Last month, Colombia missed an opportunity to seal their return to a FIFA World Cup for the first time since 1998 when they lost to Uruguay in Montevideo. However, Los Cafeteros will get a second bite of the cherry this Friday 11 October, when they host a strong Chilean side in Barranquilla.

A win or a draw will be enough to see Jose Pekerman’s side qualify for Brazil 2014, and even a loss could edge them through if there is a winner in the Ecuador-Uruguay clash the same night. Needless to say, excitement is at fever pitch in a country where football, and passion for the national team, is a huge part of life.

“We can tell that the fans are anxious. They see us as favourites and there is an element of triumphalism,” Carlos Sanchez, a regular in Pekerman’s starting line-up, told FIFA.com in an exclusive interview. “But we’ve already faced some difficult times and we can’t let ourselves get carried away. We know it’s an important match, but the apprehension will ease with the first kick of the ball,” added the 27-year-old Elche CF midfielder.

With the same composure that he shows on the pitch, where he brings balance to an attacking side, Sanchez dismissed the suggestion that missing their first opportunity might have created doubts in the Colombia camp. “Definitely not! We know there are areas we need to improve. In past games we’ve lost concentration and had a few lapses. But we’ve never doubted that we’ve a strong team. We’re very close-knit and know how we play. We’re ready to face Chile.”

Uruguay, France and Pekerman
Having graduated from the famous Alexis Garcia football academy in Medellin, Sanchez hoped to make his debut in the Colombian top flight with his beloved Club Atletico Nacional. When he realised that that would not happen, the towering midfielder showed both ambition and nerve by emigrating to Uruguay at just 17 to start his career at Danubio.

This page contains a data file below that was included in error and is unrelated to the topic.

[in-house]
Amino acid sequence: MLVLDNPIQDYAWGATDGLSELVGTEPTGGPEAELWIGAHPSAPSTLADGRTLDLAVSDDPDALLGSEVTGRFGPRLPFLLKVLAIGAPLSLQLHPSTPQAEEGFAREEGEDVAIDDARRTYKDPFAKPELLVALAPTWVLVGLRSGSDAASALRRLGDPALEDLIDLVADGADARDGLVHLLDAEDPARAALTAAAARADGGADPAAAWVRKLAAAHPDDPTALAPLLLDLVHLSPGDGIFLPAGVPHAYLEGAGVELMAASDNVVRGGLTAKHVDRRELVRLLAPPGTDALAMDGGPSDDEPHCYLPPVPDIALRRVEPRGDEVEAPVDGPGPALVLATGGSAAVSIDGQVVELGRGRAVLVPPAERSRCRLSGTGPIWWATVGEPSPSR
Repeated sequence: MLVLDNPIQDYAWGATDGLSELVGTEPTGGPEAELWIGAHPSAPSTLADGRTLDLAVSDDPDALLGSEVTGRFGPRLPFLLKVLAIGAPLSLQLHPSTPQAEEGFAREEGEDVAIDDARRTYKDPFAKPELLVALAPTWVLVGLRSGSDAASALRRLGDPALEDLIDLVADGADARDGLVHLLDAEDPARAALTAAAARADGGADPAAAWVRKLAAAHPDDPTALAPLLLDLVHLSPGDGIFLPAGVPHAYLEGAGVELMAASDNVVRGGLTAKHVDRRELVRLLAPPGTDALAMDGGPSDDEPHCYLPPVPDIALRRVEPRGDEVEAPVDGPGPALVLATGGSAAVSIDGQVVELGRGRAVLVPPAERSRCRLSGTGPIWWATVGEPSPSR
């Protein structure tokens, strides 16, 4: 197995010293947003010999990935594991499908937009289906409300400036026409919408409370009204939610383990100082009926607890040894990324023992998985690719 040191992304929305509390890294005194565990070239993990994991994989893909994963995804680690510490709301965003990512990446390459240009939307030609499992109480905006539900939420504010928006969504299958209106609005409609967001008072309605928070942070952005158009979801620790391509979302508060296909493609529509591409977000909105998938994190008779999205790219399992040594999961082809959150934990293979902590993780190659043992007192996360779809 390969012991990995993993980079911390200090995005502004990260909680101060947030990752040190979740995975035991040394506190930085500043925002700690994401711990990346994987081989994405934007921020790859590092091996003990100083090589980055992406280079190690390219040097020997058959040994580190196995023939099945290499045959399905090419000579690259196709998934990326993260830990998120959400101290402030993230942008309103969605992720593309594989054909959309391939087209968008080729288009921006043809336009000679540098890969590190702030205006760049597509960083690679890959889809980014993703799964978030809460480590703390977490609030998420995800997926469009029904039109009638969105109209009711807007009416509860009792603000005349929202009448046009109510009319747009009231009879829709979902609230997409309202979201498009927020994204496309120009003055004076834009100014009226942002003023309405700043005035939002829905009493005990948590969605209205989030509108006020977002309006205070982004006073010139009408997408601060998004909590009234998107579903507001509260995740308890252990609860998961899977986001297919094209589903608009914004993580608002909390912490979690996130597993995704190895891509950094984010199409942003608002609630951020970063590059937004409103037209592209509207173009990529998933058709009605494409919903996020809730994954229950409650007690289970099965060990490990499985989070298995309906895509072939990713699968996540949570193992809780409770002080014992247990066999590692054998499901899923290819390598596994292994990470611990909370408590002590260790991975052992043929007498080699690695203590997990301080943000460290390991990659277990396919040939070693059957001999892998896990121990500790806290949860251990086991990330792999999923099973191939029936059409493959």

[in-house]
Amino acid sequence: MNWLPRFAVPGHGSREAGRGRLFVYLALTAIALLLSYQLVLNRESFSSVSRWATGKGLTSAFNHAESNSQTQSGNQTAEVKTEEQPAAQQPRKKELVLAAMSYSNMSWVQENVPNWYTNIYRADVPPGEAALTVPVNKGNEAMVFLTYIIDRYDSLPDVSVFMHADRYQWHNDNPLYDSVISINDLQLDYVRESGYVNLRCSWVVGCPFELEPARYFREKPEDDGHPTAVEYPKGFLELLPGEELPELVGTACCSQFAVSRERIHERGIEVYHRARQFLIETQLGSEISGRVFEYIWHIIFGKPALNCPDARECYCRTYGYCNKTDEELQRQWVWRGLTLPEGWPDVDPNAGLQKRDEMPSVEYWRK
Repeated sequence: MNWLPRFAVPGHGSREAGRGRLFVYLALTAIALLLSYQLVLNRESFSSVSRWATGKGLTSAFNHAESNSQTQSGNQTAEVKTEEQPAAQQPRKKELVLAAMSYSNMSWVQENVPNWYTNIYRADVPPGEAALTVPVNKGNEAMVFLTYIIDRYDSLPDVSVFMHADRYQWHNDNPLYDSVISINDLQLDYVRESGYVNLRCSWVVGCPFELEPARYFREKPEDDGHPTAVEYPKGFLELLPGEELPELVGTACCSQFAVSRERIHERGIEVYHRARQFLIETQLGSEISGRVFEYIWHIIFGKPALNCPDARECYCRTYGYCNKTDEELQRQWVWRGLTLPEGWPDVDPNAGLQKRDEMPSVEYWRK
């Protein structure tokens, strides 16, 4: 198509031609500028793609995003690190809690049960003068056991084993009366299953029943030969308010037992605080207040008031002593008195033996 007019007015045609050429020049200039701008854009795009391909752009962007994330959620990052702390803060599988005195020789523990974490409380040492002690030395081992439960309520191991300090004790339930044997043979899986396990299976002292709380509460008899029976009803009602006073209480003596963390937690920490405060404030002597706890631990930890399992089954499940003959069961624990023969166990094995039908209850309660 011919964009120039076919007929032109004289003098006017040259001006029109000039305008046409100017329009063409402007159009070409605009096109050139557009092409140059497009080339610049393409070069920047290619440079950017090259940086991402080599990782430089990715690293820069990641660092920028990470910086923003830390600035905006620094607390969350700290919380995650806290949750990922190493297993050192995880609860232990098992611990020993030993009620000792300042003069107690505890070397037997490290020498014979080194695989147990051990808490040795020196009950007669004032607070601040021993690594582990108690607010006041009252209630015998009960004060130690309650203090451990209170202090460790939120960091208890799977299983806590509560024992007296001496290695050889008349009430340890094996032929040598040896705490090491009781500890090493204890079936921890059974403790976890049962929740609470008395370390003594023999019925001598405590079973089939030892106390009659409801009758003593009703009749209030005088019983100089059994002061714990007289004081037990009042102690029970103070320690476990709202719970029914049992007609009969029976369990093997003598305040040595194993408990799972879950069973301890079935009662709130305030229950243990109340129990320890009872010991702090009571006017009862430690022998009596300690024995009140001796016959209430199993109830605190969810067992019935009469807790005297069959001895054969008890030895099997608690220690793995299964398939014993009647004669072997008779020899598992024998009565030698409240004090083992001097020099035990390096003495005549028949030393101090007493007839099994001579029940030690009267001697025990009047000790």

“I accepted the offer because I knew that with the right mind-set I could grow as a player and then break into European football. And I don’t regret it. I‘m really grateful to Uruguayan football,” he said. And with good reason too. Following two seasons with Danubio, where he won a league title, and another two with River Plate of Montevideo, Sanchez was France-bound, signing for Valenciennes in mid-2007, shortly after making his debut with Colombia under Jorge Luis Pinto.

All his advice has really helped me, but his suggestion that I let my natural game flow and not do things systematically has changed me and helped me grow.

Carlos Sanchez on Jose Peckerman

“In Uruguay I was tasked more with getting stuck in and winning back possession, as well as passing it out wide or backwards. In France I added more intelligence to my game, making forward passes and making better use of my first pass,” explained Sanchez, who had the opportunity to face his idol, Claude Makelele, while in France. “I felt like a boy again on the day we swapped shirts!” he admitted with a smile.

It is an image that is in stark contrast to his nickname, La Roca (the Rock), gained early in his career for being solid the tackle and difficult to get past. These qualities saw him play ten games in the qualifying stages for South Africa 2010 and the Copa America 2011. However, now he feels a more complete player, thanks in no small part to Jose Pekerman.  

“I’ve learned a lot from him. All his advice has really helped me, but his suggestion that I let my natural game flow and not do things systematically has changed me and helped me grow. This is true for me and the rest of the group. He’s done it without impacting our passing game, while always encouraging us to get it forward, to go in search of goals,” explained Sanchez, who is yet to open his international account in 39 appearances.

Chasing a dream
Sanchez already knows that he will have his work cut out against Chile. “We’re two teams with great players and are both creative going forward. There is no clear favourite, so I think it’ll be a very attractive game, both to play in and to watch from the stands. Maintaining a balance and keeping concentration will be key.”

But his main focus is, of course, realising his childhood dream. “I’ve seen hundreds of players sing their national anthems at World Cups, and it is something I desperately want to do. For a player, there’s obviously nothing more important than competing in a World Cup – I get goose bumps thinking about it!”

When asked what he imagines himself doing following Friday’s match, he replied: “Celebrating qualification. I always picture myself winning, so we need to book our place as soon as we can. But as I said at the start, it’s about controlling our nerves and not getting carried away. We believe in ourselves and we’ve already shown that we can beat anyone."